Lebanese men treat women as belonging to an inferior status of person. A patriarchal social structure and Islamic-informed law has enshrined a view of women as being subordinate to men. Nevertheless, Lebanese women enjoy civil rights equal to those of men. They also have greater employment opportunities than women in neighboring countries.
The status of women in Lebanon has traditionally been that of a homemaker. Islamic scripture supports this attitude, although woman's subordinate role predates the advent of Islam, according to the U.S. Library of Congress. The patriarchal nature of Lebanese society stems from long-standing economic conditions. The husband/father has traditionally been the property owner and primary producer in the household. Traditional gender roles were further entrenched during the religious revival of the 1980s. The renewed enthusiasm for Islam reasserted the use of veils and abas in female attire.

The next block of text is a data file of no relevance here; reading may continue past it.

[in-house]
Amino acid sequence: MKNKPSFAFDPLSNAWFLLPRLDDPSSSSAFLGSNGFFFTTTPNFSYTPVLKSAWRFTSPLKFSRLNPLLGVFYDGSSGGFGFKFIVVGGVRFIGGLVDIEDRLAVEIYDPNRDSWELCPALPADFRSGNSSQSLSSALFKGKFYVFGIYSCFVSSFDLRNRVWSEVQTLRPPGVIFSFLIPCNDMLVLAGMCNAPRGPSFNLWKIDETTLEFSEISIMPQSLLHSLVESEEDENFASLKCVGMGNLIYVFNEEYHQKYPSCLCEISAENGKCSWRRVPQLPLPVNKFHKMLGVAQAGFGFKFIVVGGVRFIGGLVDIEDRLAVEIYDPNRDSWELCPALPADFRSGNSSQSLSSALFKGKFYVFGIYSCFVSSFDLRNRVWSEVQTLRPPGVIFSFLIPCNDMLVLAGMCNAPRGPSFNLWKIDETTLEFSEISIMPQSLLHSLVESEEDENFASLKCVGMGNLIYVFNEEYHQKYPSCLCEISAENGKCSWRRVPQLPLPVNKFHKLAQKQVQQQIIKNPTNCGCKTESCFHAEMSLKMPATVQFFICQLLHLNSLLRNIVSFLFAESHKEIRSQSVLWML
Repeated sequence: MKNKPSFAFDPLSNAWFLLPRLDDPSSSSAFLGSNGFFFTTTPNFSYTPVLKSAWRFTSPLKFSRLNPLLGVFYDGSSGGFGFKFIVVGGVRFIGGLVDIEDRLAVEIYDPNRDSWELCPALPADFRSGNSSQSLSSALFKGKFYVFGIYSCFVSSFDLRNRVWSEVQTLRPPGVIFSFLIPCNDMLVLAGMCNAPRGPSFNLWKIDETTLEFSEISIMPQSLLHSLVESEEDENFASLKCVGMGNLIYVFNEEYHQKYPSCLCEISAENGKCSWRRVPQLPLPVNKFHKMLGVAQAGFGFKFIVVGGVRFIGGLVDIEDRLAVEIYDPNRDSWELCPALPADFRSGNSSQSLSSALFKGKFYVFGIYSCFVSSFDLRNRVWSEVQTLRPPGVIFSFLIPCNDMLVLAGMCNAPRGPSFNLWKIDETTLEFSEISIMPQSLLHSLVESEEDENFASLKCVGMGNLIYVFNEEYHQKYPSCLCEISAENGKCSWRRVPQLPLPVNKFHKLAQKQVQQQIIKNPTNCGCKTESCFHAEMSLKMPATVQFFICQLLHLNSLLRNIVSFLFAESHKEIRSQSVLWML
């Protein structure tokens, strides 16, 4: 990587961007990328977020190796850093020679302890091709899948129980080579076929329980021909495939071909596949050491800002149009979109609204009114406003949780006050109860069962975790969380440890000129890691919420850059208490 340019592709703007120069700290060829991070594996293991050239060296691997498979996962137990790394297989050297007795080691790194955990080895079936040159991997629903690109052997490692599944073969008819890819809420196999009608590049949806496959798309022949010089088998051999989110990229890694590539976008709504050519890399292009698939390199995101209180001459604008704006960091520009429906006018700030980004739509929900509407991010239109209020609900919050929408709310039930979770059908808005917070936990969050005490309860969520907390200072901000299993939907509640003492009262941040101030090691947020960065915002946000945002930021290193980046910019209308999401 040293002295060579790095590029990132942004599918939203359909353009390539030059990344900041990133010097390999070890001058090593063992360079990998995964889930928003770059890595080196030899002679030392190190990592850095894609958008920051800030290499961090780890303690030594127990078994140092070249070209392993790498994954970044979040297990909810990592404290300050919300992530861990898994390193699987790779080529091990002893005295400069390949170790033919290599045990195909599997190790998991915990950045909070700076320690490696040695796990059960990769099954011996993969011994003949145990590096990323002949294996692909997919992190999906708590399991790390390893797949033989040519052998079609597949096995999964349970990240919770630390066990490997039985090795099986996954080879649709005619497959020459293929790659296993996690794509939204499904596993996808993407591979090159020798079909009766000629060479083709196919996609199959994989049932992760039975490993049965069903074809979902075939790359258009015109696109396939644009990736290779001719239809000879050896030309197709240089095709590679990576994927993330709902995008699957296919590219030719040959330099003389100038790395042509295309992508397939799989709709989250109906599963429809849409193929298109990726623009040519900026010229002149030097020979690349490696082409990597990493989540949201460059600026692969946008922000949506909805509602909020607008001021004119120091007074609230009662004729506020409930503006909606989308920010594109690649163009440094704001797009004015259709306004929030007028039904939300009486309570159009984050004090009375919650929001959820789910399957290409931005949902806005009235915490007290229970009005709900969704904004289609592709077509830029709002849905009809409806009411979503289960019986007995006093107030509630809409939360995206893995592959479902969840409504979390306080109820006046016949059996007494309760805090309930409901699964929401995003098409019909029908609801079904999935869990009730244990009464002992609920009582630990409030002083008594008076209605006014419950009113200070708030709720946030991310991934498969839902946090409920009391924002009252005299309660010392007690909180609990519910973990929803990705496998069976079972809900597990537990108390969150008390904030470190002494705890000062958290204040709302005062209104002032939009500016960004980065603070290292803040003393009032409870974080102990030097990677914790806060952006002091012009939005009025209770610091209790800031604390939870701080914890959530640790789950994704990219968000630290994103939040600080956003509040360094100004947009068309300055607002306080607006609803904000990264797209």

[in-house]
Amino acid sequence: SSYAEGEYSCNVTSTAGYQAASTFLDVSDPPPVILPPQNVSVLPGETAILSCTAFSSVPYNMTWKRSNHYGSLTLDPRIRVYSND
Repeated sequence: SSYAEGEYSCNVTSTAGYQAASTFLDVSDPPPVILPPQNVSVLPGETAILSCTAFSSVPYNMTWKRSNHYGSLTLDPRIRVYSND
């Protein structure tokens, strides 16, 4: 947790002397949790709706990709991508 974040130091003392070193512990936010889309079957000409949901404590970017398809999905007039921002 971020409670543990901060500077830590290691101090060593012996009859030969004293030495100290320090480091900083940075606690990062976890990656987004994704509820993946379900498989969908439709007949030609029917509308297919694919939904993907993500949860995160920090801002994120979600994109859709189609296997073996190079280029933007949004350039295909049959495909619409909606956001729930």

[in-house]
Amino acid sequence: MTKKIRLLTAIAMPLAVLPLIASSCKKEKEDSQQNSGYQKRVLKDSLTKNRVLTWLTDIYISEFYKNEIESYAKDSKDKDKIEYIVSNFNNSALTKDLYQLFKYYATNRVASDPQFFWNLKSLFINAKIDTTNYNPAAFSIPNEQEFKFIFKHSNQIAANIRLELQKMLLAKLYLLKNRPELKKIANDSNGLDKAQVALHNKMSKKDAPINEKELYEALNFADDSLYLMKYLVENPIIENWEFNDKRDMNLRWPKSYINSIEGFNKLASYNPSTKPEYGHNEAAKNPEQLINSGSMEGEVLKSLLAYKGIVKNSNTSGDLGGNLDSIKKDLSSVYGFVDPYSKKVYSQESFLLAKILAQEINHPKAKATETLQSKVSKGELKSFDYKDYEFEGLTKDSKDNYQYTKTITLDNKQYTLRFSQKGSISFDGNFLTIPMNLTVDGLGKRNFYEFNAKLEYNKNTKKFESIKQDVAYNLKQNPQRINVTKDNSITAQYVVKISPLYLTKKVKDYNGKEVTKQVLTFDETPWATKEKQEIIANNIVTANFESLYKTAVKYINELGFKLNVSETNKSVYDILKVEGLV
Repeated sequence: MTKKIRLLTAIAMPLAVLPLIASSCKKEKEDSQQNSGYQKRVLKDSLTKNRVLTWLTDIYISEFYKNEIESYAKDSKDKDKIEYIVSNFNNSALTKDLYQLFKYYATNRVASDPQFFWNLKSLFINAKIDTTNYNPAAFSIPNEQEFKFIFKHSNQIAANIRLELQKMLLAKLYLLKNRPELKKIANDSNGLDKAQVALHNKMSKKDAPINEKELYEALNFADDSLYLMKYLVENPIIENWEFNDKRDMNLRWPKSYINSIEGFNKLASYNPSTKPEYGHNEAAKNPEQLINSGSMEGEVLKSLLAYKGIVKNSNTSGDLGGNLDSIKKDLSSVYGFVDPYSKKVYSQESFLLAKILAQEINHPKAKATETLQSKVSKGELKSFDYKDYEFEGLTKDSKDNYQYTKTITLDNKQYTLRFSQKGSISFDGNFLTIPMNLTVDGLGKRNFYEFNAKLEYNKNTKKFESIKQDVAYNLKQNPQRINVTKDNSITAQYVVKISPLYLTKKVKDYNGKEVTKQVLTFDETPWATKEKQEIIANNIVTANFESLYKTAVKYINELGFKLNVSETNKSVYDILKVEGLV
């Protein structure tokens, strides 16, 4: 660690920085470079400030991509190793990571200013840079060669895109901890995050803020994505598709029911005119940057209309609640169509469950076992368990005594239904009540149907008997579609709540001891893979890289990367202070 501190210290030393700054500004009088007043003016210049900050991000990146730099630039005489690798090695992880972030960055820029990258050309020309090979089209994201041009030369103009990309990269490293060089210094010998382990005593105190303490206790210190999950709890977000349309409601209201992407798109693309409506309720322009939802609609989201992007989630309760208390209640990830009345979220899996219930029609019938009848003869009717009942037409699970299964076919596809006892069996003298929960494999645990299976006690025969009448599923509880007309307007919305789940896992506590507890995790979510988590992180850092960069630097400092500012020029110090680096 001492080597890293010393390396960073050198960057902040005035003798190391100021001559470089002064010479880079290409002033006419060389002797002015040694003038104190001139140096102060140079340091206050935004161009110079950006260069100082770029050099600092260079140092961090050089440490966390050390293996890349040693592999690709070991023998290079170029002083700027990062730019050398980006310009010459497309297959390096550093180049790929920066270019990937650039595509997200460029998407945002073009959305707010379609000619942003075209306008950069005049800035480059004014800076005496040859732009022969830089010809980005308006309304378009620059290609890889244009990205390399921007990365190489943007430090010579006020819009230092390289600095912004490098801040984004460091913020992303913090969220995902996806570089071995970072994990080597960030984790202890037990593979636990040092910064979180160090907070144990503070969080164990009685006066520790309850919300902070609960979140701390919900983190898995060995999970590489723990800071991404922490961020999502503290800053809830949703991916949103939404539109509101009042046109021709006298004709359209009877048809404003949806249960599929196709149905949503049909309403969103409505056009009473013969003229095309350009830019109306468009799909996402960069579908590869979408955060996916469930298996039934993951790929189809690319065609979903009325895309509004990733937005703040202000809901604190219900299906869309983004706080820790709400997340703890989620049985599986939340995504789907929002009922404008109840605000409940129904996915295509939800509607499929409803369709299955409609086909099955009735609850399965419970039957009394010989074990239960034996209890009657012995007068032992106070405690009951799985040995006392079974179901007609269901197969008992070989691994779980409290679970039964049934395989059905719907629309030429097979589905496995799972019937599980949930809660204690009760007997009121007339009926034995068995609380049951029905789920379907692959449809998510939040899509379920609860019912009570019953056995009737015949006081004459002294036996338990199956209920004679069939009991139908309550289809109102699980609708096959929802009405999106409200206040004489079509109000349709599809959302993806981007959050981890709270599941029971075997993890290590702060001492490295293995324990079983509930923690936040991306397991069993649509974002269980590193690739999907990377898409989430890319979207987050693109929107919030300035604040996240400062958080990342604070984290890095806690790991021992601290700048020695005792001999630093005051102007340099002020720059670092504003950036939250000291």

Social and political developments that have occurred since the 1970s have resulted in more liberal conditions for women. The migration of many men to Persian Gulf countries in the 70s caused a manpower shortage that opened up many employment opportunities for female workers. Women also have a high degree of access to higher education. According to the Library of Congress, women made up 41 percent of the student body at the American University of Beirut in 1983.